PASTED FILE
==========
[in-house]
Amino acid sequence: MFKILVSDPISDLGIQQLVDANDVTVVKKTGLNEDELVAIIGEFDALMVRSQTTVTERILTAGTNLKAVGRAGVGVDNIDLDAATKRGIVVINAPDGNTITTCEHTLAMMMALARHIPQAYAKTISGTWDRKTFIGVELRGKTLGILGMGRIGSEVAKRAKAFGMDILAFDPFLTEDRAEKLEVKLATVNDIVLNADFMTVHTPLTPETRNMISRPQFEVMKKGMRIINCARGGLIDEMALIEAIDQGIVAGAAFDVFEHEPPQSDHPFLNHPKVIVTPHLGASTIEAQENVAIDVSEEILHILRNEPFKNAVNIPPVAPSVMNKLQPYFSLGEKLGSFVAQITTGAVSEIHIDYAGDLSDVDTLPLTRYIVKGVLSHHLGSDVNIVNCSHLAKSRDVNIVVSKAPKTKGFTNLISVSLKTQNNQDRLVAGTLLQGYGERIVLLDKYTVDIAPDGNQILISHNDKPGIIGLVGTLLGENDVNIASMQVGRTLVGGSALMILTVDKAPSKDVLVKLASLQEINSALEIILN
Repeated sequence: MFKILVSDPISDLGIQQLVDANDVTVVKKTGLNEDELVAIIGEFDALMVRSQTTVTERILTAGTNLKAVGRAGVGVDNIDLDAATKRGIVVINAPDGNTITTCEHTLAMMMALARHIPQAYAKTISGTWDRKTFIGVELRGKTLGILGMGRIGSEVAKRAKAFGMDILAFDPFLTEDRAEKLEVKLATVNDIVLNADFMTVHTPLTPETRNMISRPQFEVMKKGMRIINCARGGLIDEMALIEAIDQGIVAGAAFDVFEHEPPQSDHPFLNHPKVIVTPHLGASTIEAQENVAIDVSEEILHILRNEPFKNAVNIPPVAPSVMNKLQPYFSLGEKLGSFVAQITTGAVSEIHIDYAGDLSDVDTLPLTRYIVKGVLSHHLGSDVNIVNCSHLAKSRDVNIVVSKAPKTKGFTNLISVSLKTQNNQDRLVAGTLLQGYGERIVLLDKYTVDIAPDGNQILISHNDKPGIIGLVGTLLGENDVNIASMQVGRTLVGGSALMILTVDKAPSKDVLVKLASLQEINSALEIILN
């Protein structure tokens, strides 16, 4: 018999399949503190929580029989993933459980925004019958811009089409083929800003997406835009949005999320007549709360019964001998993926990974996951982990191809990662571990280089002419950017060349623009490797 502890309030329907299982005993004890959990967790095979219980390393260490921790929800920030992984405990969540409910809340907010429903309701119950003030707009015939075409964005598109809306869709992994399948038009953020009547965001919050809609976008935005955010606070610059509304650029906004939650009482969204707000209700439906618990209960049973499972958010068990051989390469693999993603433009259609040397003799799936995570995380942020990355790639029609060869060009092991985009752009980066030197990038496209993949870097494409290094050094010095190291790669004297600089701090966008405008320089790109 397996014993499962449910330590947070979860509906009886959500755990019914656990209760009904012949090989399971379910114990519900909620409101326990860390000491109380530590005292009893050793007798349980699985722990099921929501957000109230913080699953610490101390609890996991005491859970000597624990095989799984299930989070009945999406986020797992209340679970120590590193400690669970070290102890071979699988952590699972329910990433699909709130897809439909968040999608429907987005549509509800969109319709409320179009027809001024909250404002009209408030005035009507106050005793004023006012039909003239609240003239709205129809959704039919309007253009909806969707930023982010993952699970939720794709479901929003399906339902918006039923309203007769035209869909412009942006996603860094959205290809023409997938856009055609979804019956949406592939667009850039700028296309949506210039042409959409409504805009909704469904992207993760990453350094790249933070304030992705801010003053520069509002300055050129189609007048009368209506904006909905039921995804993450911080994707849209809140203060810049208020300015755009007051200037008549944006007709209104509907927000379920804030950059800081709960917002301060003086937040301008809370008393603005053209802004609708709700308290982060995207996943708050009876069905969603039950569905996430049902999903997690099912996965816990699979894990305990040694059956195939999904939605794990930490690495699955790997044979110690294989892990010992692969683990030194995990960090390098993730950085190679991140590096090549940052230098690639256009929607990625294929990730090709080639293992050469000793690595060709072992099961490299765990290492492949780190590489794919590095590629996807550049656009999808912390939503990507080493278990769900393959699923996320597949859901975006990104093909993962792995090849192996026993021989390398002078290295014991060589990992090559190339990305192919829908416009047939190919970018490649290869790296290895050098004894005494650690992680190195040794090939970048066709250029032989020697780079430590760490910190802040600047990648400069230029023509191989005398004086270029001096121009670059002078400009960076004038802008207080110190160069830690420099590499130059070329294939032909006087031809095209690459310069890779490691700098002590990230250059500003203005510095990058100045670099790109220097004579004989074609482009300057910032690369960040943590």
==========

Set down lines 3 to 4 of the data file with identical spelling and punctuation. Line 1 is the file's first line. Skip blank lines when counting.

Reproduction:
Repeated sequence: MFKILVSDPISDLGIQQLVDANDVTVVKKTGLNEDELVAIIGEFDALMVRSQTTVTERILTAGTNLKAVGRAGVGVDNIDLDAATKRGIVVINAPDGNTITTCEHTLAMMMALARHIPQAYAKTISGTWDRKTFIGVELRGKTLGILGMGRIGSEVAKRAKAFGMDILAFDPFLTEDRAEKLEVKLATVNDIVLNADFMTVHTPLTPETRNMISRPQFEVMKKGMRIINCARGGLIDEMALIEAIDQGIVAGAAFDVFEHEPPQSDHPFLNHPKVIVTPHLGASTIEAQENVAIDVSEEILHILRNEPFKNAVNIPPVAPSVMNKLQPYFSLGEKLGSFVAQITTGAVSEIHIDYAGDLSDVDTLPLTRYIVKGVLSHHLGSDVNIVNCSHLAKSRDVNIVVSKAPKTKGFTNLISVSLKTQNNQDRLVAGTLLQGYGERIVLLDKYTVDIAPDGNQILISHNDKPGIIGLVGTLLGENDVNIASMQVGRTLVGGSALMILTVDKAPSKDVLVKLASLQEINSALEIILN
């Protein structure tokens, strides 16, 4: 018999399949503190929580029989993933459980925004019958811009089409083929800003997406835009949005999320007549709360019964001998993926990974996951982990191809990662571990280089002419950017060349623009490797 502890309030329907299982005993004890959990967790095979219980390393260490921790929800920030992984405990969540409910809340907010429903309701119950003030707009015939075409964005598109809306869709992994399948038009953020009547965001919050809609976008935005955010606070610059509304650029906004939650009482969204707000209700439906618990209960049973499972958010068990051989390469693999993603433009259609040397003799799936995570995380942020990355790639029609060869060009092991985009752009980066030197990038496209993949870097494409290094050094010095190291790669004297600089701090966008405008320089790109 397996014993499962449910330590947070979860509906009886959500755990019914656990209760009904012949090989399971379910114990519900909620409101326990860390000491109380530590005292009893050793007798349980699985722990099921929501957000109230913080699953610490101390609890996991005491859970000597624990095989799984299930989070009945999406986020797992209340679970120590590193400690669970070290102890071979699988952590699972329910990433699909709130897809439909968040999608429907987005549509509800969109319709409320179009027809001024909250404002009209408030005035009507106050005793004023006012039909003239609240003239709205129809959704039919309007253009909806969707930023982010993952699970939720794709479901929003399906339902918006039923309203007769035209869909412009942006996603860094959205290809023409997938856009055609979804019956949406592939667009850039700028296309949506210039042409959409409504805009909704469904992207993760990453350094790249933070304030992705801010003053520069509002300055050129189609007048009368209506904006909905039921995804993450911080994707849209809140203060810049208020300015755009007051200037008549944006007709209104509907927000379920804030950059800081709960917002301060003086937040301008809370008393603005053209802004609708709700308290982060995207996943708050009876069905969603039950569905996430049902999903997690099912996965816990699979894990305990040694059956195939999904939605794990930490690495699955790997044979110690294989892990010992692969683990030194995990960090390098993730950085190679991140590096090549940052230098690639256009929607990625294929990730090709080639293992050469000793690595060709072992099961490299765990290492492949780190590489794919590095590629996807550049656009999808912390939503990507080493278990769900393959699923996320597949859901975006990104093909993962792995090849192996026993021989390398002078290295014991060589990992090559190339990305192919829908416009047939190919970018490649290869790296290895050098004894005494650690992680190195040794090939970048066709250029032989020697780079430590760490910190802040600047990648400069230029023509191989005398004086270029001096121009670059002078400009960076004038802008207080110190160069830690420099590499130059070329294939032909006087031809095209690459310069890779490691700098002590990230250059500003203005510095990058100045670099790109220097004579004989074609482009300057910032690369960040943590």